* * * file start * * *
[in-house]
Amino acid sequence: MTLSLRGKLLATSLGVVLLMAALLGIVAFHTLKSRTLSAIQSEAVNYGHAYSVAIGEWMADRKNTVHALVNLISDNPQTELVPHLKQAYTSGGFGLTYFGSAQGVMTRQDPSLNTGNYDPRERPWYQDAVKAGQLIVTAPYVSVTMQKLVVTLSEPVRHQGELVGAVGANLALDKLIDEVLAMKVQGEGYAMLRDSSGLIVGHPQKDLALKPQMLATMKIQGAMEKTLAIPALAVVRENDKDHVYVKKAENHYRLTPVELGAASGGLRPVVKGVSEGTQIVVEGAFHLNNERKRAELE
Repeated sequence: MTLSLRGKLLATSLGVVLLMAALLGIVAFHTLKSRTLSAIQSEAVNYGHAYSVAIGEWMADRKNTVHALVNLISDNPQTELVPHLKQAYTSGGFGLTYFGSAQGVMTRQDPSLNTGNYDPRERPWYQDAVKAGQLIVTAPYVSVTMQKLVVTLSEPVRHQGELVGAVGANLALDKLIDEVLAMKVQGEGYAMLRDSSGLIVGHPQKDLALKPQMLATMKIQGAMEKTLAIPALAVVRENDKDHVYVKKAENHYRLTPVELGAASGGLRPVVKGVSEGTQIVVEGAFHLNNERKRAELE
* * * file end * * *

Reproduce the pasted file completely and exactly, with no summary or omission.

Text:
[in-house]
Amino acid sequence: MTLSLRGKLLATSLGVVLLMAALLGIVAFHTLKSRTLSAIQSEAVNYGHAYSVAIGEWMADRKNTVHALVNLISDNPQTELVPHLKQAYTSGGFGLTYFGSAQGVMTRQDPSLNTGNYDPRERPWYQDAVKAGQLIVTAPYVSVTMQKLVVTLSEPVRHQGELVGAVGANLALDKLIDEVLAMKVQGEGYAMLRDSSGLIVGHPQKDLALKPQMLATMKIQGAMEKTLAIPALAVVRENDKDHVYVKKAENHYRLTPVELGAASGGLRPVVKGVSEGTQIVVEGAFHLNNERKRAELE
Repeated sequence: MTLSLRGKLLATSLGVVLLMAALLGIVAFHTLKSRTLSAIQSEAVNYGHAYSVAIGEWMADRKNTVHALVNLISDNPQTELVPHLKQAYTSGGFGLTYFGSAQGVMTRQDPSLNTGNYDPRERPWYQDAVKAGQLIVTAPYVSVTMQKLVVTLSEPVRHQGELVGAVGANLALDKLIDEVLAMKVQGEGYAMLRDSSGLIVGHPQKDLALKPQMLATMKIQGAMEKTLAIPALAVVRENDKDHVYVKKAENHYRLTPVELGAASGGLRPVVKGVSEGTQIVVEGAFHLNNERKRAELE